Cultures and traditions from other countries can be incorporated in physical activity
This is an excerpt from International Games by Gayle Horowitz.
The Greek game of skyros is a fast-moving version of the American game of ultimate Frisbee that uses a ball in place of a disk. Skyros players use passing skills similar to basketball to move the ball down the field to score a goal. Scoring a goal in skyros is similar to scoring a touchdown in American football. Any player who catches the ball in the goal area scores a point for the team. The major difference is that once skyros players have possession of the ball, they can no longer run.
- Map showing Greece
- Pinnies (vests worn to identify team members)
- Playground ball, volleyball, or foam soccer ball
- Gymnasium or outdoor playing field
How to Play
- Players divide into two teams of equal number.
- The playing area is marked with a midline and two end lines an equal distance away on either side. If players are using a gymnasium, the half-court line can serve as the midline, and the walls can serve as the boundaries. If players are outside, they may mark the field.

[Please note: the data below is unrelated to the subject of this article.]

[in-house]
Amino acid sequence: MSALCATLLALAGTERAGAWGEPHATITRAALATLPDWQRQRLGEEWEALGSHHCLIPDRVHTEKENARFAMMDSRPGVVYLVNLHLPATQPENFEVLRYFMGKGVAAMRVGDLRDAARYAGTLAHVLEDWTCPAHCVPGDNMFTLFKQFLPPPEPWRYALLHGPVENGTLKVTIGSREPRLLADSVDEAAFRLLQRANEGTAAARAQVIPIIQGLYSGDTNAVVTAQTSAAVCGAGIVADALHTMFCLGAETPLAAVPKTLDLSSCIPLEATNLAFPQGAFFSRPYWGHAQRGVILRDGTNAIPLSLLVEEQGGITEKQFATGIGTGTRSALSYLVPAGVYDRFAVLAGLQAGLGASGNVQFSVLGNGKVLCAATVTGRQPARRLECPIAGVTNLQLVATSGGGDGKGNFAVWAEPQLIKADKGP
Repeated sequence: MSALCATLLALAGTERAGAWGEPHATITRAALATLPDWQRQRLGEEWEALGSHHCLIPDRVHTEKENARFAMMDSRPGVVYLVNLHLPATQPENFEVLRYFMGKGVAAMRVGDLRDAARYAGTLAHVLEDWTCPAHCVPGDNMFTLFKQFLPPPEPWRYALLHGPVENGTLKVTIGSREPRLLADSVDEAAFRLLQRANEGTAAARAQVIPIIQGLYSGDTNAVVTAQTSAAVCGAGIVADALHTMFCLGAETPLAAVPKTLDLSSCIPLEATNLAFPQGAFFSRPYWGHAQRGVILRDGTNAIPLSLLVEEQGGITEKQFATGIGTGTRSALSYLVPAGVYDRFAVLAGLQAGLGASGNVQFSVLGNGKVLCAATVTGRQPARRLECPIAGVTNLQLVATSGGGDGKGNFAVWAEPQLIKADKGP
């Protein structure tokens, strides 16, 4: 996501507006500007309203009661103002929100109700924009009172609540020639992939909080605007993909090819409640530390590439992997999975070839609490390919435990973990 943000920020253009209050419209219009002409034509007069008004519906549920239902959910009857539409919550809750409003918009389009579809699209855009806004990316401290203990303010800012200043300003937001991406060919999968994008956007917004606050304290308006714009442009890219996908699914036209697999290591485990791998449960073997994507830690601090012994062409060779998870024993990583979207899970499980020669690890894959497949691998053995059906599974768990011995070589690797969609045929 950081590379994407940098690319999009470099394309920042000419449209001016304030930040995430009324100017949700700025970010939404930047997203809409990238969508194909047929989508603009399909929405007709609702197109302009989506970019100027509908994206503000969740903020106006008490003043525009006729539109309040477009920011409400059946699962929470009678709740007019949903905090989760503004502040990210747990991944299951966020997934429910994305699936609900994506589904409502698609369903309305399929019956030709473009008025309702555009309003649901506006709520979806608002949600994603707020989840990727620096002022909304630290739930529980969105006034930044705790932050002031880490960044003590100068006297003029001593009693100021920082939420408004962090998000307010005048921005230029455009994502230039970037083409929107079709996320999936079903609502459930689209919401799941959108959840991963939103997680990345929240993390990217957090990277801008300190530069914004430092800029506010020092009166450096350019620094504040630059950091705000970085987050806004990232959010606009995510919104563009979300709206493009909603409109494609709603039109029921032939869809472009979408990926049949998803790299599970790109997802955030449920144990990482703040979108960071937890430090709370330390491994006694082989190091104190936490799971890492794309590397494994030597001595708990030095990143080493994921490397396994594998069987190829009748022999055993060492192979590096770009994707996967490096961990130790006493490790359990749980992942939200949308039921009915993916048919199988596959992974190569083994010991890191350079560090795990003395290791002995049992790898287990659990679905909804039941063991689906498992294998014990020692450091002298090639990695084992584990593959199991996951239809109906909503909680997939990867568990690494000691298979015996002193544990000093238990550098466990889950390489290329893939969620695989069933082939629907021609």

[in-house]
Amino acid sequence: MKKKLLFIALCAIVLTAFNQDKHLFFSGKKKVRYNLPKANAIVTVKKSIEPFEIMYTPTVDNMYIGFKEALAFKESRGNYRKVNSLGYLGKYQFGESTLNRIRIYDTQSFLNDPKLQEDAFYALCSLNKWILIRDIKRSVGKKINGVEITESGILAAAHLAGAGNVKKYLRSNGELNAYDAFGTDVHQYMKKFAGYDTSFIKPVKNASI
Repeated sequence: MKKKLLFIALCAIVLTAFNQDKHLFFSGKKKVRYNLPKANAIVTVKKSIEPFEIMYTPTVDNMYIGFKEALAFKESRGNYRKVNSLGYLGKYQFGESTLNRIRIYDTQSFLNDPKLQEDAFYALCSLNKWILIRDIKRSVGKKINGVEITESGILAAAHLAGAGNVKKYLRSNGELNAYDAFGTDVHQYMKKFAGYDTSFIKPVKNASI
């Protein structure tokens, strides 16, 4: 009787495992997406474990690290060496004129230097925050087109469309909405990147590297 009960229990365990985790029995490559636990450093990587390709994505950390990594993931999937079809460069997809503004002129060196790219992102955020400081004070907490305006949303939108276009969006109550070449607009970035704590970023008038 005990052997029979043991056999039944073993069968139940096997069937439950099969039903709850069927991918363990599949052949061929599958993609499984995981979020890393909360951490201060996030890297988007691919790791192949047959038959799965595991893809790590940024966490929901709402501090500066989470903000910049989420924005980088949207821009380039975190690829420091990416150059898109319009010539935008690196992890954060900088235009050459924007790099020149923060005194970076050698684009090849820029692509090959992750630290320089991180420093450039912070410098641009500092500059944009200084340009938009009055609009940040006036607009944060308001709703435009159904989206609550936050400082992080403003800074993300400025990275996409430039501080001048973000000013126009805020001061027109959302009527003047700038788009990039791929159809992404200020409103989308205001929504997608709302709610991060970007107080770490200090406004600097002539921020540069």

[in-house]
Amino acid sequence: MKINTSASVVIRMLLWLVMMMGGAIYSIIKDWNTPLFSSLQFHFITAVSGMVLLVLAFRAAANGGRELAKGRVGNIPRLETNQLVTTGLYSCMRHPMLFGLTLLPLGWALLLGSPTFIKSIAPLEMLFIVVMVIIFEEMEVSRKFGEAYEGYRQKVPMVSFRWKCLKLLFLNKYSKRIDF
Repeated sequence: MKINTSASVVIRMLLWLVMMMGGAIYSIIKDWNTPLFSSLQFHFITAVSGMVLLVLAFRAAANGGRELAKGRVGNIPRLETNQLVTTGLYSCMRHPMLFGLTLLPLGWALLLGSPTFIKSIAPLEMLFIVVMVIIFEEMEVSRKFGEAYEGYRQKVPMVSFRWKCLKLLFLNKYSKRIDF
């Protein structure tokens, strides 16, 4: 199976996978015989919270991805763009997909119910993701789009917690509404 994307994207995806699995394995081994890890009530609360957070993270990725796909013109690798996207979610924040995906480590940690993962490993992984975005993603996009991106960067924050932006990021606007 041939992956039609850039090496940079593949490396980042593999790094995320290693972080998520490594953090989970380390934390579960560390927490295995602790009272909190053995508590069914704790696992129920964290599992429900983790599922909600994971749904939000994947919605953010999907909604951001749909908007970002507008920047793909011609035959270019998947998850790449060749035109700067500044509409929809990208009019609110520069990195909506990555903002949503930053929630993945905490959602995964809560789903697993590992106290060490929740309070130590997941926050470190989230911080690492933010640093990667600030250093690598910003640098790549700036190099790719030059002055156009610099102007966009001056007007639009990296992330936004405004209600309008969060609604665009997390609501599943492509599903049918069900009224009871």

- Teams line up on opposite end lines.
- The ball is placed on the midline. When the whistle blows, players from both teams rush to get the ball.
- The object of the game is for a team to move the ball down the field and pass it to a teammate standing behind the opposite baseline. Players on the opposing team try to intercept the ball and score points by reaching the other baseline.
- Skyros is not a contact sport, so players may not touch each other to gain possession of the ball.
- Players may only pass and catch the ball. Players holding the ball cannot run. In order to continue to move the ball, they must pass it to another player. This passing technique is similar to basketball.
- The game never stops. After a team scores a goal, possession of the ball goes to the other team. Play continues until the designated end, which can be defined by either a set number of points or the end of a timed session.
This is an excerpt from International Games.More Excerpts From International Games
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